Q. Webb and Jamie both, just contrast the need for distance and the need for chipping and putting skills around the green, plus the number of blind shots. And how many times around does it take to figure out your sight of line?
WEBB SIMPSON: Well, what we've kind of come up with is a lot of the shots off the tee are not necessarily that you've got to hit 250 yards. I mean, it's not a matter of distance. It's a matter of where you can fly it to get that roll.
So we are hitting drivers on a lot of holes, but I would say half the team is playing it one way and half the team is playing it another.
So, yeah, around the greens, me personally, I've had a lot of success with putting the ball. It's just the ground is so firm that it's hard to get a club on it. I know a couple other guys are using like 5-irons to chip with. It varies from player to player.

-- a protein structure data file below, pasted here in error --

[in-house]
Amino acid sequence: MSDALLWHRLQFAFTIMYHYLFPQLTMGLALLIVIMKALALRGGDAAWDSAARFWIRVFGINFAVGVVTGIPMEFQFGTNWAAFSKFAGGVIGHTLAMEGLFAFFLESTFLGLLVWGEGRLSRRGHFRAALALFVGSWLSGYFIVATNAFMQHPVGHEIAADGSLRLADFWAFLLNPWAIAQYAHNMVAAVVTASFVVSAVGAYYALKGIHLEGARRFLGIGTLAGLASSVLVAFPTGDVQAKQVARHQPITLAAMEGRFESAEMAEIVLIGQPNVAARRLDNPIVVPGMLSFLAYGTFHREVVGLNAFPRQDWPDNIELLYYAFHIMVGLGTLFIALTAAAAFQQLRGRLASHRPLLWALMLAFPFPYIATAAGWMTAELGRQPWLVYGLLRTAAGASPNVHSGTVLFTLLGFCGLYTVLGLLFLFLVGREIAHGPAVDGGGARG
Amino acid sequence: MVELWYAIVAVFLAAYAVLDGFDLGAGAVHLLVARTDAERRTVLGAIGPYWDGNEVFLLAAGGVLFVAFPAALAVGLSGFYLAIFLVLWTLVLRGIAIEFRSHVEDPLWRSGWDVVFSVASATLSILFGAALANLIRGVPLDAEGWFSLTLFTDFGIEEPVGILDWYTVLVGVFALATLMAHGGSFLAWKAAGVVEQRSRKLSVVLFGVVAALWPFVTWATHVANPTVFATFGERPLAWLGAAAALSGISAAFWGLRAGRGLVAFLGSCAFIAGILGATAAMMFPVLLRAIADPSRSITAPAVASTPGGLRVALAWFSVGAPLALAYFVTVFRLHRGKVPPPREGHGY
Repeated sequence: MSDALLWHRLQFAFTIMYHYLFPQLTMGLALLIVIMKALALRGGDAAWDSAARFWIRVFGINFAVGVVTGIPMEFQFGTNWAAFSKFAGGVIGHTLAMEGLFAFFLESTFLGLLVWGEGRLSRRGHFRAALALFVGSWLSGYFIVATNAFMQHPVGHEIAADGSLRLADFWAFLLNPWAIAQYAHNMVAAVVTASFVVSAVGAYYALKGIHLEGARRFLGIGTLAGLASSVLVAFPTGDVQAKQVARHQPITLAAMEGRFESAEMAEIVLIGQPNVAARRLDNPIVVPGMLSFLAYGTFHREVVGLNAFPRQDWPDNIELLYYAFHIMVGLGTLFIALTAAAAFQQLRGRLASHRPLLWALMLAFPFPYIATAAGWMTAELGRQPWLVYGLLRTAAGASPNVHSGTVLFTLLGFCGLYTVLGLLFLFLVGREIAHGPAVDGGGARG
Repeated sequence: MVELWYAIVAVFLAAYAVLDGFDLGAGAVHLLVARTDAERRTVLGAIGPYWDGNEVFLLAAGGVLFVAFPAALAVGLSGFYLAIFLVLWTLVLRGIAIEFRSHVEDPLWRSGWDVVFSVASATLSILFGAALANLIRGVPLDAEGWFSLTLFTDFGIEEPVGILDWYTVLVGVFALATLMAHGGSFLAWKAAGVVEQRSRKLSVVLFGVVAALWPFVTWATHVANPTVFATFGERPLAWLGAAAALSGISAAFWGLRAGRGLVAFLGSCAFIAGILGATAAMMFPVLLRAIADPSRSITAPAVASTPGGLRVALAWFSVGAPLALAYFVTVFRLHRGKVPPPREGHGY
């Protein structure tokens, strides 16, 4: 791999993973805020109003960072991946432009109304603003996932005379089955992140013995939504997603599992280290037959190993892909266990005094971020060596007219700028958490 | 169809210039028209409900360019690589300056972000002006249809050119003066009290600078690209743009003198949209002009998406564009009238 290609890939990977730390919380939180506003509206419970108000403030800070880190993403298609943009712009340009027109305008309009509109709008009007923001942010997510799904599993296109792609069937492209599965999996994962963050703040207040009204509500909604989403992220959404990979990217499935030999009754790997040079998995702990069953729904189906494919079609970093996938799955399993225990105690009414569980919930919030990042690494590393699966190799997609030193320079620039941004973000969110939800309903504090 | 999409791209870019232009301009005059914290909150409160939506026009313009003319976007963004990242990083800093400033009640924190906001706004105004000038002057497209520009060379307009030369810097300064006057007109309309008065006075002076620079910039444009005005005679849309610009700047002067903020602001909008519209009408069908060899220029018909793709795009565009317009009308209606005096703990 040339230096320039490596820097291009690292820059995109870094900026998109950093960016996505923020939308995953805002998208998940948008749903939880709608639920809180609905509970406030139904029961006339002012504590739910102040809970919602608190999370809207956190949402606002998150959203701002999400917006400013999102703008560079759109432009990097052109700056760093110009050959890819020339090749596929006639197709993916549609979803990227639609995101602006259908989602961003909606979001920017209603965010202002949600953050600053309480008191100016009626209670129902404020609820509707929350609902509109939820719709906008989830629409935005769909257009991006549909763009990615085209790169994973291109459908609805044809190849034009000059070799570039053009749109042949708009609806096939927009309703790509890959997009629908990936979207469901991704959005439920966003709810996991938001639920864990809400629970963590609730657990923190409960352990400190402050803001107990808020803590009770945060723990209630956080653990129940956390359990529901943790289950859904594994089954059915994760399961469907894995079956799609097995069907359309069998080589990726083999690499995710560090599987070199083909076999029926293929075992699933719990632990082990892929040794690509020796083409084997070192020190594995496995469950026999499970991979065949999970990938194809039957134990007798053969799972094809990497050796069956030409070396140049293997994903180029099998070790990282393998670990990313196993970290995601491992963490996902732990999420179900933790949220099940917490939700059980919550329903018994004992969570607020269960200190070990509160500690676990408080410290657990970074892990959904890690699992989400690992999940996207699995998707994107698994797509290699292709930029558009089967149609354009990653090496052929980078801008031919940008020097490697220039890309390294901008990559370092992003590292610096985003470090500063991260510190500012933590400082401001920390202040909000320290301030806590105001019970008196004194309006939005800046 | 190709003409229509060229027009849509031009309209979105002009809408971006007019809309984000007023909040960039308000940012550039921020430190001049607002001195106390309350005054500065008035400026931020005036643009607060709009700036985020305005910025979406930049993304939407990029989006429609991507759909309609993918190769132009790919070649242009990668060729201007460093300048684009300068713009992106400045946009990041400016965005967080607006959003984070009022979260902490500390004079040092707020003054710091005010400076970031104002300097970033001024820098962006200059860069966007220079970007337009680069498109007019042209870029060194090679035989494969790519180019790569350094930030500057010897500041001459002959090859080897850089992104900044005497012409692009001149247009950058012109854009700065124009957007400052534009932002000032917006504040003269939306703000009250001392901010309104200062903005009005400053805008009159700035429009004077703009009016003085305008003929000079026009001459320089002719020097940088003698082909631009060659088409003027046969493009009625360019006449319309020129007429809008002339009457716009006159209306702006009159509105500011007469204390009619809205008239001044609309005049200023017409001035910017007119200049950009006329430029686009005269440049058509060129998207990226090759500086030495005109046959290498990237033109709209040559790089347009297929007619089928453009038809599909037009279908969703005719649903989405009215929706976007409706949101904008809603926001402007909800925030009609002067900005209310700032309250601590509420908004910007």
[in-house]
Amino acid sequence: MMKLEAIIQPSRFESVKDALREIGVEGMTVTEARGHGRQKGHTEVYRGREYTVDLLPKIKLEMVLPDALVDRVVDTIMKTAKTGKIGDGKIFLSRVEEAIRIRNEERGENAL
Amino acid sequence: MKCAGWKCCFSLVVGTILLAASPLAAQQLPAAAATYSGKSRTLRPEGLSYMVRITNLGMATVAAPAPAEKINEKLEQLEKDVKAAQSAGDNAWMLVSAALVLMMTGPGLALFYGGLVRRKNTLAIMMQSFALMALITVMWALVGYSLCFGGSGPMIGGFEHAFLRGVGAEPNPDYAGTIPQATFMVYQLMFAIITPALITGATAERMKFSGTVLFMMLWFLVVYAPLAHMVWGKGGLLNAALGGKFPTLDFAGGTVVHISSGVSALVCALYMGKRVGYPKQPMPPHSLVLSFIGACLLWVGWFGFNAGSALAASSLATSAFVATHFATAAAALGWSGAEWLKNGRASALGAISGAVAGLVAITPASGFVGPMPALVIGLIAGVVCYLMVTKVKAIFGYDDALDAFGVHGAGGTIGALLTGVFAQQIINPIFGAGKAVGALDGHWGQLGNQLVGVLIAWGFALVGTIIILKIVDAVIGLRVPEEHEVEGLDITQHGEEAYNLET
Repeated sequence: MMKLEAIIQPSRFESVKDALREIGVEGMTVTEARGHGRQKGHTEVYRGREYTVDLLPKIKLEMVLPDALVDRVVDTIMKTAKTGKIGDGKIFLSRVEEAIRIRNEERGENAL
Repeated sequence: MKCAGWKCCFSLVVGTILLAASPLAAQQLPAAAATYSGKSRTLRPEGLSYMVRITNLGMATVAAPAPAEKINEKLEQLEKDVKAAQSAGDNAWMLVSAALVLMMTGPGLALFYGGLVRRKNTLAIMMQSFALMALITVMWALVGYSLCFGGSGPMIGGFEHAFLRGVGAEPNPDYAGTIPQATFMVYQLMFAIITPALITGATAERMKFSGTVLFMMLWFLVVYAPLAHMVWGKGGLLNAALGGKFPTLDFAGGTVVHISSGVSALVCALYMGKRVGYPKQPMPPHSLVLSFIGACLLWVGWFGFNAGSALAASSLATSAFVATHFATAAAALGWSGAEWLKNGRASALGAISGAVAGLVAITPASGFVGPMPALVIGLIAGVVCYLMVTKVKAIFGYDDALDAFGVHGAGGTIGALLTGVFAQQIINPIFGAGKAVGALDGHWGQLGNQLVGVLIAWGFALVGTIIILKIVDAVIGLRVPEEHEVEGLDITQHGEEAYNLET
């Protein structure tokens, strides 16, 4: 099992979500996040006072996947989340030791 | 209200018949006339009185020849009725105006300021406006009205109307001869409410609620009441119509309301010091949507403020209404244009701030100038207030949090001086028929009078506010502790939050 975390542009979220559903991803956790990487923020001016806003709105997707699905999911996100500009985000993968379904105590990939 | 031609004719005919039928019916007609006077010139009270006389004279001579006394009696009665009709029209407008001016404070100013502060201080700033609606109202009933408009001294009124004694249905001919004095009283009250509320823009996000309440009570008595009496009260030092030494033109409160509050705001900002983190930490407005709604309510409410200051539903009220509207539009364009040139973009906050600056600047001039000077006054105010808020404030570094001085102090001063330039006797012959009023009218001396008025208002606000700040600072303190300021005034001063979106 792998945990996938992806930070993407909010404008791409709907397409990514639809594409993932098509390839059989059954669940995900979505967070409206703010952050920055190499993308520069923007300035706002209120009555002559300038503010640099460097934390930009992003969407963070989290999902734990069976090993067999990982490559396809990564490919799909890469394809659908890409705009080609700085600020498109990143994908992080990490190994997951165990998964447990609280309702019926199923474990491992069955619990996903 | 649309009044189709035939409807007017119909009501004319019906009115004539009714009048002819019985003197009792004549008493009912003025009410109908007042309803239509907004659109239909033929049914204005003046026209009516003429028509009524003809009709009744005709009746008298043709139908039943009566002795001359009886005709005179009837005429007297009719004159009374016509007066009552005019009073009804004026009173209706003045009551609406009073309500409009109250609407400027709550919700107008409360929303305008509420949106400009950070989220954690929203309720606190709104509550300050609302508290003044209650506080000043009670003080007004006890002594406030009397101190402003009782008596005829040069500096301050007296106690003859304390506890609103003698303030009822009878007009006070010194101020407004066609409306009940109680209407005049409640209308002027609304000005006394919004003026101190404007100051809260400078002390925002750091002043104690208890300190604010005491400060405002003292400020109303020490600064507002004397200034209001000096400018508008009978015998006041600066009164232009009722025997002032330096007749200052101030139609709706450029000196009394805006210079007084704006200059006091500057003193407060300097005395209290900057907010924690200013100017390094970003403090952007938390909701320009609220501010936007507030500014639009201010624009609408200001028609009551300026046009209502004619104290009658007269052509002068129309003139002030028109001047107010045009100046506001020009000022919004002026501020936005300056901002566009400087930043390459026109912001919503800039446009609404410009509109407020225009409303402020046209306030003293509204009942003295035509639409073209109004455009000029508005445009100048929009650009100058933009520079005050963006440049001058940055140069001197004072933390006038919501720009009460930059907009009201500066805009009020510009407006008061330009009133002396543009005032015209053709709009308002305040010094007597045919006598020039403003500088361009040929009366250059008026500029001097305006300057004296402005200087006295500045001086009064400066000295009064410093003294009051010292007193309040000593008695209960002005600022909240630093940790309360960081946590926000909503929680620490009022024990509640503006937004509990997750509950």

JAMIE LOVEMARK: Same thing, it doesn't really matter how far you fly the ball out here, as long as you get it, you know, like Webb said, 250 yards or something like that, and it will run out 300 yards if you get the right kind of roll on it.
I find most success putting around the greens as well, the ground is to tight and compact, it's hard to hit and loft a club out there. You can hit putter, you can hit 2-iron, 3-woods up and around the greens. So there's really no limit of what kind of shots you can hit. That's why it's so cool.

Q. Buddy, we were talking to Colin, and while you can't give specifics of your lineup, can you say in generalities that everyone will play one time tomorrow or something of that sort?
CAPTAIN BUDDY MARUCCI: I'm not so sure after what I read last night I should make any comment about what we're going to do.
No, we will play -- will all ten players play tomorrow, is that your question? Yes, all ten players will play tomorrow.

Q. Just curious for Jamie and Webb, are there any players in particular you want to test your skills against? Is there somebody you want to play?
WEBB SIMPSON: You know, the guys that made the Great Britain and Ireland Walker Cup Team are all great players, so for me personally whoever I play against I'm sure is going to play great. There's no personal preference. Obviously the favourite is Rory. So, I mean, it would be nice to play him, but any guy that we face is going to be a tough competitor. So not me personally.